The reference to “our fathers passing through the sea” refers to the exodus of the Jewish people from bondage in Egypt.  You are probably aware that they were held captive for many generations, working as slaves of the Pharao.  Only with the leadership of Moses and the intervention of God were they able to leave and return to the land that had been settled by Abraham long ago.  The exodus was a long and arduous journey through inhospitable land, with many dangers along the way.  God sustained them miraculously with food and drink—on at least one instance, Moses was able to produce water from a the rock by hitting it with his staff.[3]  Quite regularly, God rained a bread-like substance called “manna” down upon them, and at other times quail.[4]

    But they were often given to complaint, some of them even suggesting that it would be better to return to the Egyptian bondage.  As Paul wrote, “with these people God was not well pleased.”

    But complaining about the food was not the people's worst offense.  As they travelled they encountered other peoples—tribes of non-Jews who worshipped other “gods.”  In some cases they married women from these tribes and adopted their false worship.  You have probably heard the story of them making a golden calf to worship while Moses was away on Mount Sinai, but such infidelity was not a one-time thing.  During their journey the Jews took to the worship of a number of false "gods," including some who demanded that they offer their children as human sacrifices.  With these people, God was definitely “not well pleased.”

    The Old Testament account of the Exodus sounds rather violent, for God commanded that they destroy the people who tempted them to false worship.  There was no such thing as “ecumenism” in God's lexicon.  In fact, He even commanded that if someone came and induced them to false worship the Jews were to destroy the whole city from whence the tempter came—even putting the cattle to the sword.[5]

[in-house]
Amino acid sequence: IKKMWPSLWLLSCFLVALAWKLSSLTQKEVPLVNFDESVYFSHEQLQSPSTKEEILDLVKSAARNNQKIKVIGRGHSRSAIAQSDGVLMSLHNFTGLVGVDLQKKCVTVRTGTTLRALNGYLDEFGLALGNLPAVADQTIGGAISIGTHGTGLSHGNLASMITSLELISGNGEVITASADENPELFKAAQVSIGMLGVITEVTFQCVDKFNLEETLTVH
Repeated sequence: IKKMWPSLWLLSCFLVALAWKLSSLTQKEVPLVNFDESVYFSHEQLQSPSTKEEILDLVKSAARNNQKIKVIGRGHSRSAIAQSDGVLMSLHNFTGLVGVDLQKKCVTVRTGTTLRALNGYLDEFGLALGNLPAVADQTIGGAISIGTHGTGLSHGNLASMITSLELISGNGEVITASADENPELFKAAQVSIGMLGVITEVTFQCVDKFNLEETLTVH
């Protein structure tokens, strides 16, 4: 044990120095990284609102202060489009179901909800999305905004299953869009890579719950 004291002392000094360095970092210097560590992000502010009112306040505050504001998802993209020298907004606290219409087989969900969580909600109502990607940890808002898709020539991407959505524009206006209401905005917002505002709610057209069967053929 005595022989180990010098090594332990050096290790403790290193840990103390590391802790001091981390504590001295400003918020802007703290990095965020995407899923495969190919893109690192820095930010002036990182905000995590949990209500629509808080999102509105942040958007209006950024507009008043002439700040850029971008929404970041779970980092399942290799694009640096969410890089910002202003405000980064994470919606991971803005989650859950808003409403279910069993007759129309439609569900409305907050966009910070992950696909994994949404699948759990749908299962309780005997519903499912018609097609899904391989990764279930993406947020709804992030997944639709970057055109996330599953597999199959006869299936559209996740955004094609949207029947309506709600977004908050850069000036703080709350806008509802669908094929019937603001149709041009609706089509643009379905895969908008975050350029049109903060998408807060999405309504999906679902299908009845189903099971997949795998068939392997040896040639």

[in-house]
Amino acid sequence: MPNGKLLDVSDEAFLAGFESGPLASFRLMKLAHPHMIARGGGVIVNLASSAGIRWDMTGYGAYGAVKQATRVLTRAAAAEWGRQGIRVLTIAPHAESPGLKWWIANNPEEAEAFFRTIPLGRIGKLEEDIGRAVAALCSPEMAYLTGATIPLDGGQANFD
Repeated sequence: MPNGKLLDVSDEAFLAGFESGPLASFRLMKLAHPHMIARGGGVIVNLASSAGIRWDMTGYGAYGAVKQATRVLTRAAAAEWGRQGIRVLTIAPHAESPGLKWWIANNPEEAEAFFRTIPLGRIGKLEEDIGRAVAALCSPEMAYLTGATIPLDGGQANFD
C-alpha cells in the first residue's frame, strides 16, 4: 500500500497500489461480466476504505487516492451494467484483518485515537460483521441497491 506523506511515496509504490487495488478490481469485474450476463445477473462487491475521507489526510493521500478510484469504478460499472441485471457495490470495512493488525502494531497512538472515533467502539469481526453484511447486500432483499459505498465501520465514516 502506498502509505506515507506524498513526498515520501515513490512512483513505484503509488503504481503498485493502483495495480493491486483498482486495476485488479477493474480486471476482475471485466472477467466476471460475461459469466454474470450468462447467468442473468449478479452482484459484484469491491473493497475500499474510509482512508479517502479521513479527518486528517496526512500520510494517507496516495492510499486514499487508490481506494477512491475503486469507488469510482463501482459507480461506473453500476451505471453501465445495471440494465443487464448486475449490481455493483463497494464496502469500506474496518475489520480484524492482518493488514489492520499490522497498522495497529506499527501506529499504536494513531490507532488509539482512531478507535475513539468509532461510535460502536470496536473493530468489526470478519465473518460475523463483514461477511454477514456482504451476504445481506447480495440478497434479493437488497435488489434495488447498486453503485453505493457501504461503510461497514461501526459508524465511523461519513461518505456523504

Because of their infidelity, God kept the Jews wandering in the desert for forty years.  No one who started out as an adult in Egypt would get to see the promised land in Chaanan.[6]  But to their descendants the promised land was almost paradisiacal—a land “flowing with milk and honey.”

    God was not pleased with those who followed Moses, but who just, so to speak, “went through the motions,” without following God's will in their hearts.  And likewise that God is not pleased with modern Christians—Christians in name only—hangers on, who are really pagans, with just a thin veneer of Christianity covering their lives—who, like their Old Testament counterparts, fail to follow God's will in their hearts.

    So today is Septuagesima—the beginning of the penitential season.  It is not yet Lent, and we are not required to fast, and do penance, and increase our prayer life—although, we certainly may do so if we are willing.  But this definitely is a time for developing an understanding of what it is that God expects from us.  It is a time for planning our Lenten program—how will we fast—do we need to rearrange our schedule a bit to allow a full prayer life—what spiritual reading will we pursue this year—what positive good works will we try to accomplish—and so on?

    This is the time to get our affairs in order—to begin our bodily and spiritual training—so that we can strive to win God's race.



[1]   Gospel:  Matthew xx: 1-16

[2]   Epistle:  1 Corinthians ix: 24-x: 5

[3]   Numbers xx: 6-13

[4]   Numbers xvi: 11-32

[5]   Deuteronomy xiii: 6-15

[6]   Numbers xiv: 21-24